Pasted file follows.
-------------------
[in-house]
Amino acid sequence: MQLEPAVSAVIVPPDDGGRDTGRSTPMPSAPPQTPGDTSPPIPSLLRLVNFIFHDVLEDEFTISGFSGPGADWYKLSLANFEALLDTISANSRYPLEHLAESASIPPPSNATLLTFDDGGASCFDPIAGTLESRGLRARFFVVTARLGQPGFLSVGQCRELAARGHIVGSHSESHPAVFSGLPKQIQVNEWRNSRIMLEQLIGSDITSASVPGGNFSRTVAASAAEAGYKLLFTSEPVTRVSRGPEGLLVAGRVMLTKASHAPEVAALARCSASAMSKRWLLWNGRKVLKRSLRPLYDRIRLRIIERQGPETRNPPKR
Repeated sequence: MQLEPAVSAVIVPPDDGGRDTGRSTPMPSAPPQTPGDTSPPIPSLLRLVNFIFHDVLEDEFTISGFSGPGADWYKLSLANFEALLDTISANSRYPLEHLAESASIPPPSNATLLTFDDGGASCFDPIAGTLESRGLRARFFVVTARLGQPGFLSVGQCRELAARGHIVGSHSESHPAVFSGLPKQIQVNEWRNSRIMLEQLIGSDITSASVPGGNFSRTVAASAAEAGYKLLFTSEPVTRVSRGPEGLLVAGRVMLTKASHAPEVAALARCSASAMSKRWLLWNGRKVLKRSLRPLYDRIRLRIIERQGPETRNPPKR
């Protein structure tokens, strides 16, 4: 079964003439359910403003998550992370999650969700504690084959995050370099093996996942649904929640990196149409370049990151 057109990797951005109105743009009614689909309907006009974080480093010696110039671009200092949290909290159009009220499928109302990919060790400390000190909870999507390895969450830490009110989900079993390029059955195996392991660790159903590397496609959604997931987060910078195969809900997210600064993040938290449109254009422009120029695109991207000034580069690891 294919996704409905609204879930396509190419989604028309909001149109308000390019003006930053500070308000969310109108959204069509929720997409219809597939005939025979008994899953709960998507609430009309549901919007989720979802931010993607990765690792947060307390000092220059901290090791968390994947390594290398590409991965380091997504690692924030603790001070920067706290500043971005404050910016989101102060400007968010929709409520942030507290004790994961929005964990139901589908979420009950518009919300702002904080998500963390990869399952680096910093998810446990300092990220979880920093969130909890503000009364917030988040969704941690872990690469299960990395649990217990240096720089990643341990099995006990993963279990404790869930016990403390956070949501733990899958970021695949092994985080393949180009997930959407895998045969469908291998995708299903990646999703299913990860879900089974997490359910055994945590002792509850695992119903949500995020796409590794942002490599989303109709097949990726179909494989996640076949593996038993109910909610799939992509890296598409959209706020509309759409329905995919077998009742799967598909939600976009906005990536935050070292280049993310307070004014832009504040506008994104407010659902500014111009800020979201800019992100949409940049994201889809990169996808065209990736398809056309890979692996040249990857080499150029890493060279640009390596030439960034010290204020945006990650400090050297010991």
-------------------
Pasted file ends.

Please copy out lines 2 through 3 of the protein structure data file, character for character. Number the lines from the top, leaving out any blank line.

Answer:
Amino acid sequence: MQLEPAVSAVIVPPDDGGRDTGRSTPMPSAPPQTPGDTSPPIPSLLRLVNFIFHDVLEDEFTISGFSGPGADWYKLSLANFEALLDTISANSRYPLEHLAESASIPPPSNATLLTFDDGGASCFDPIAGTLESRGLRARFFVVTARLGQPGFLSVGQCRELAARGHIVGSHSESHPAVFSGLPKQIQVNEWRNSRIMLEQLIGSDITSASVPGGNFSRTVAASAAEAGYKLLFTSEPVTRVSRGPEGLLVAGRVMLTKASHAPEVAALARCSASAMSKRWLLWNGRKVLKRSLRPLYDRIRLRIIERQGPETRNPPKR
Repeated sequence: MQLEPAVSAVIVPPDDGGRDTGRSTPMPSAPPQTPGDTSPPIPSLLRLVNFIFHDVLEDEFTISGFSGPGADWYKLSLANFEALLDTISANSRYPLEHLAESASIPPPSNATLLTFDDGGASCFDPIAGTLESRGLRARFFVVTARLGQPGFLSVGQCRELAARGHIVGSHSESHPAVFSGLPKQIQVNEWRNSRIMLEQLIGSDITSASVPGGNFSRTVAASAAEAGYKLLFTSEPVTRVSRGPEGLLVAGRVMLTKASHAPEVAALARCSASAMSKRWLLWNGRKVLKRSLRPLYDRIRLRIIERQGPETRNPPKR